“With the new Sheep Improvement Scheme, it’s unreal the amount of data that needs to be collected and inputted. I will be totally lost.
“But it’s the same in every element of society now. The Government and businesses don’t want to deal with people any more. They would rather deal with a computer. They don’t want to talk to people individually.
“A great example is the annual Sheep Census. It costs €16 to send it by registered post. It’s free online. Is that fair to someone who is not online?”
Farming, he said, is like a different business now compared to when he started.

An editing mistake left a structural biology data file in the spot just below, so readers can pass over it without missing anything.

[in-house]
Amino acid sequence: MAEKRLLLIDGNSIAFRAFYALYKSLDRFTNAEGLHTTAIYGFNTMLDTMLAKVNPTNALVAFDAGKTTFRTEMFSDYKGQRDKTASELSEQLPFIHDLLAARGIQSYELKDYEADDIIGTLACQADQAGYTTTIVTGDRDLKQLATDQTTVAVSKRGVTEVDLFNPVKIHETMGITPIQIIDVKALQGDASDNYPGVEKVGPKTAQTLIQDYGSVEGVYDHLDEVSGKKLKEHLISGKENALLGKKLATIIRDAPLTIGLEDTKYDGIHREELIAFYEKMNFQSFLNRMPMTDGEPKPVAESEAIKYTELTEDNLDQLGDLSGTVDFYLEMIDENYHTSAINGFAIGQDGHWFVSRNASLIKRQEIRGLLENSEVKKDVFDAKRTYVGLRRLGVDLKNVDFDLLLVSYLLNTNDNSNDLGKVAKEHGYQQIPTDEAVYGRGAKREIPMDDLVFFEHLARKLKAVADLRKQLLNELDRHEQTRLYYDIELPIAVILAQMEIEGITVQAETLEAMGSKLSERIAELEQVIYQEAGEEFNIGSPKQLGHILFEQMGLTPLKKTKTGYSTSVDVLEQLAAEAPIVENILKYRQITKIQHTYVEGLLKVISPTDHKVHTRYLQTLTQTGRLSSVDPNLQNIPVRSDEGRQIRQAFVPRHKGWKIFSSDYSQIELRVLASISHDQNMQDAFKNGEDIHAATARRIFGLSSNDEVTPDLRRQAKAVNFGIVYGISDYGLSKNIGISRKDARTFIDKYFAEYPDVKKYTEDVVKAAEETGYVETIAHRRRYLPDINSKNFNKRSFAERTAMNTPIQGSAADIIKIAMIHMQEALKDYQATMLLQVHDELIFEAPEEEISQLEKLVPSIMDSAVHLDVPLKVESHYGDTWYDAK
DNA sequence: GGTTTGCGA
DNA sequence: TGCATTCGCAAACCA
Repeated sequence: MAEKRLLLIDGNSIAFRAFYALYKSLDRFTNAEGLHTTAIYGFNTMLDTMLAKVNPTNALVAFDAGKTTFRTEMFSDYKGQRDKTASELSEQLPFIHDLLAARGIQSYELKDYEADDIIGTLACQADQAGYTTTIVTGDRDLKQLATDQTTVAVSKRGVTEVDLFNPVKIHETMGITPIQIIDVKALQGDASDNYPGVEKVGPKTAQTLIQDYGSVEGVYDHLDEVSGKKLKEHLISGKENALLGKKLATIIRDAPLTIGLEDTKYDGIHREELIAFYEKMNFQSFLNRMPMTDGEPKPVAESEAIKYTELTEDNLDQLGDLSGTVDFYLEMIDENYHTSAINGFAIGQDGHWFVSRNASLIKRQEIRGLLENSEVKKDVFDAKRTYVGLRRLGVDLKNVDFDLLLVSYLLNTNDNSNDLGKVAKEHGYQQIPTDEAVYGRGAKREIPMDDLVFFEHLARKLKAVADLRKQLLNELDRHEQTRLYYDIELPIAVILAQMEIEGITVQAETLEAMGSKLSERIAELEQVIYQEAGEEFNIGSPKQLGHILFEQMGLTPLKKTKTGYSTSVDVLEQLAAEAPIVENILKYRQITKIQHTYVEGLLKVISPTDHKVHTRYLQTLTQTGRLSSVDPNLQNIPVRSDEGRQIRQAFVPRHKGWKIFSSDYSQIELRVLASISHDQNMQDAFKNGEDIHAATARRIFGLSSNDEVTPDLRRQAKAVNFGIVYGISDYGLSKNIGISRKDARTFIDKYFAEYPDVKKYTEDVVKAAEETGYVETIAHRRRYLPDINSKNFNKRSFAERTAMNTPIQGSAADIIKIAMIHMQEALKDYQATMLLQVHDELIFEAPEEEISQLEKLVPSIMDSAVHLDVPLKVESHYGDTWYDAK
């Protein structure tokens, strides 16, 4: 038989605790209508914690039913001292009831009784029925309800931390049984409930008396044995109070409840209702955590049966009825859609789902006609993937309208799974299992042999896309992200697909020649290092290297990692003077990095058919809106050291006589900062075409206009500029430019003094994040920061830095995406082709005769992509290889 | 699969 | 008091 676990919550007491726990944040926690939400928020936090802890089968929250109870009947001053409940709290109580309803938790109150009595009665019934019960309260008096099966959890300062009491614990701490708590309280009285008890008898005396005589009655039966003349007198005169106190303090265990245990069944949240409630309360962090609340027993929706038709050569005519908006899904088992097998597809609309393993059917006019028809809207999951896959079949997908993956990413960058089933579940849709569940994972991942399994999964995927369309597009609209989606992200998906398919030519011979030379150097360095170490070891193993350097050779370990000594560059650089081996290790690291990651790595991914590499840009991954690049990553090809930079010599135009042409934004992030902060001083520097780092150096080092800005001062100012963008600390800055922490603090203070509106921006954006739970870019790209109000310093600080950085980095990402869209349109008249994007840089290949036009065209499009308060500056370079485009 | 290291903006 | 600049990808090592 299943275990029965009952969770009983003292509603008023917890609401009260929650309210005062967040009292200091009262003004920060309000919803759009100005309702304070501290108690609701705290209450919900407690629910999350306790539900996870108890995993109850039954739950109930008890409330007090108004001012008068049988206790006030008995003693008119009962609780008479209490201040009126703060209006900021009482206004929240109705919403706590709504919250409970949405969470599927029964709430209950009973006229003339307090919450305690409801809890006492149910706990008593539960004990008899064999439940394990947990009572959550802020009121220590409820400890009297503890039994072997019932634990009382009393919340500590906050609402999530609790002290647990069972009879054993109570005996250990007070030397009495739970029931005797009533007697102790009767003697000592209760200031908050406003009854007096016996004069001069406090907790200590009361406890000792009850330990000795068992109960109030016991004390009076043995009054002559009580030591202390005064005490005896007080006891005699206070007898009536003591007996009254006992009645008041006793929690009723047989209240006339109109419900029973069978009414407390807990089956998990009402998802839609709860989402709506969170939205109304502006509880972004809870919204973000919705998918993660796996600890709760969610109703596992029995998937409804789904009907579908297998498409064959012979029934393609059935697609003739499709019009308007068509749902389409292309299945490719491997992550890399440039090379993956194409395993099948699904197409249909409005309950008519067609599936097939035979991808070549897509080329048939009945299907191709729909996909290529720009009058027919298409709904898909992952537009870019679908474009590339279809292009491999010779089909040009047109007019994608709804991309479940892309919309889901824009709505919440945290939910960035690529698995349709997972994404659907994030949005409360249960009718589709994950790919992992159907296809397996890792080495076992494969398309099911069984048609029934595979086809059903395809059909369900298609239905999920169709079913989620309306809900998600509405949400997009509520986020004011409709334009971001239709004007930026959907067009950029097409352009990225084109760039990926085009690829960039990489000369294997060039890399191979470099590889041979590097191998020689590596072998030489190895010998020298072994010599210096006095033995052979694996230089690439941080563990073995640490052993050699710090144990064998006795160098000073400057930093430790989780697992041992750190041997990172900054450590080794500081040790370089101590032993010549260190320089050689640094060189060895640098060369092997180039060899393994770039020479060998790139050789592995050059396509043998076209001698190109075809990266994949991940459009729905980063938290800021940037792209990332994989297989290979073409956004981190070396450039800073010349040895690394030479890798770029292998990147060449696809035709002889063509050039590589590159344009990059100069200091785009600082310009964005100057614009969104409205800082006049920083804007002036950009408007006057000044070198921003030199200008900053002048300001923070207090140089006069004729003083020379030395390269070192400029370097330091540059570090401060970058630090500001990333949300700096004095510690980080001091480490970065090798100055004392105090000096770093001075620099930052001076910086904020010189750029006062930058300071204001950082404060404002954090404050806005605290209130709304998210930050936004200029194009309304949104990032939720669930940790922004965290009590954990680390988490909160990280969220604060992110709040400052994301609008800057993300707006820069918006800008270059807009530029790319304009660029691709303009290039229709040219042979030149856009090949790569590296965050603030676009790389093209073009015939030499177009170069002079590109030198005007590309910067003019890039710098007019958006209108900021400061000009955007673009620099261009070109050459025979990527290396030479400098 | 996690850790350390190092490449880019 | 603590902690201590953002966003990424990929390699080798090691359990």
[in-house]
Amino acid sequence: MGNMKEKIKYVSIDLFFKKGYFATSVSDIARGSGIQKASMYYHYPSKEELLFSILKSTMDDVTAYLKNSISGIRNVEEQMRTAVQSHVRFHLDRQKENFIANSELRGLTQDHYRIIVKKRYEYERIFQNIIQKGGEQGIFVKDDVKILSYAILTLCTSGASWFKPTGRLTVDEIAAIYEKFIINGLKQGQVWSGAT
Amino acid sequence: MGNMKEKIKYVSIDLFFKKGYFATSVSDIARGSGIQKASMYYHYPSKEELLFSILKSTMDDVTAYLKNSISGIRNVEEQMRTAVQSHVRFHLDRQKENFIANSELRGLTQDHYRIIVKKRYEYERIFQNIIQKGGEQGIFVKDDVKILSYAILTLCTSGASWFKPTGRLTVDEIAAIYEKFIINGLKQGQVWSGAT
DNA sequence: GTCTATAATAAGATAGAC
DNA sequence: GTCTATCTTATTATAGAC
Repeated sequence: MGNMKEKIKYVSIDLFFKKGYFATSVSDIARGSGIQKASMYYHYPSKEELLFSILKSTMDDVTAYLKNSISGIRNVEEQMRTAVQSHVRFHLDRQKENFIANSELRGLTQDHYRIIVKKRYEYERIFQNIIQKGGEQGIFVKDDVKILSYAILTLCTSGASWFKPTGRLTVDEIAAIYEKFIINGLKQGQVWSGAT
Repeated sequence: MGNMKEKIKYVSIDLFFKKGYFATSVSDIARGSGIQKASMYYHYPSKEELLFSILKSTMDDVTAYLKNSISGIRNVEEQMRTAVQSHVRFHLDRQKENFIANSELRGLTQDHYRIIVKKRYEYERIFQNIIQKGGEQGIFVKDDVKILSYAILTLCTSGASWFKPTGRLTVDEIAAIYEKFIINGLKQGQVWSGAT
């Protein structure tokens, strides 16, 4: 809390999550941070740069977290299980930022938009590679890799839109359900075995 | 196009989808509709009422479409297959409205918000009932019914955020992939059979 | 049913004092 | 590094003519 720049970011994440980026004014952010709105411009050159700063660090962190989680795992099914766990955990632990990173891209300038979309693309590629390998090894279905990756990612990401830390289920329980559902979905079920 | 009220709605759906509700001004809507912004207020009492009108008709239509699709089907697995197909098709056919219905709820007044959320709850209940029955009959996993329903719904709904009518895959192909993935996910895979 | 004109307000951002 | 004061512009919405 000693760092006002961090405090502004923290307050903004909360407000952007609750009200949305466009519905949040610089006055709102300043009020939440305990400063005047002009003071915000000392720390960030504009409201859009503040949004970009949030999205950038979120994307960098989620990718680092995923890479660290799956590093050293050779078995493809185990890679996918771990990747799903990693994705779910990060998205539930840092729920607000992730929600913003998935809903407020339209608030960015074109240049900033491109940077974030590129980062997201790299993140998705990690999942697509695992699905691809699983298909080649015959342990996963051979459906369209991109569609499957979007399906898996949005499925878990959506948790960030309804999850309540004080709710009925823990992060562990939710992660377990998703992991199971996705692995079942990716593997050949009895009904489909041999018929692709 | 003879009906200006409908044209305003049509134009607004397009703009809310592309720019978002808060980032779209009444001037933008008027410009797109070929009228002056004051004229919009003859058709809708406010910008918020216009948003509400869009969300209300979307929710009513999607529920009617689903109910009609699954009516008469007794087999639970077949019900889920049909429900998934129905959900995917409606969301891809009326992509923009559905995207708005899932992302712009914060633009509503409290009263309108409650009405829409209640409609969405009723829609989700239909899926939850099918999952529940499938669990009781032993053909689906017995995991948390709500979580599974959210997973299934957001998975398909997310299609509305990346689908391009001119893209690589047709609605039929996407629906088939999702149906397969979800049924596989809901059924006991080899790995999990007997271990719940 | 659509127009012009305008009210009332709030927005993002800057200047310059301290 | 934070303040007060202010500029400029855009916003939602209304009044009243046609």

“Most farmers I know like the physical aspects of farming — getting out there and doing the hands-on part. When it comes to the paperwork and online stuff many are lost and are dependent on someone else to do it.
“Particularly for many of our older farmers, this stuff is alien to them.
“They are just not able to keep up with the technology.”
Padraig fears many in this cohort are reacting to the dramatic changes by becoming more withdrawn and less likely to seek support.
“They feel they are being left behind. They feel like they are not valued any more,” he said, stressing that they should reach out and seek support.
“But then farmers don’t have the support they had years ago. I’m talking about with neighbours. They are more isolated now. When I was a kid, neighbours would help each other with issues like this. That doesn’t happen as much now.”
In terms of what can be done, Padraig says discussion groups are a good method of getting information to farmers.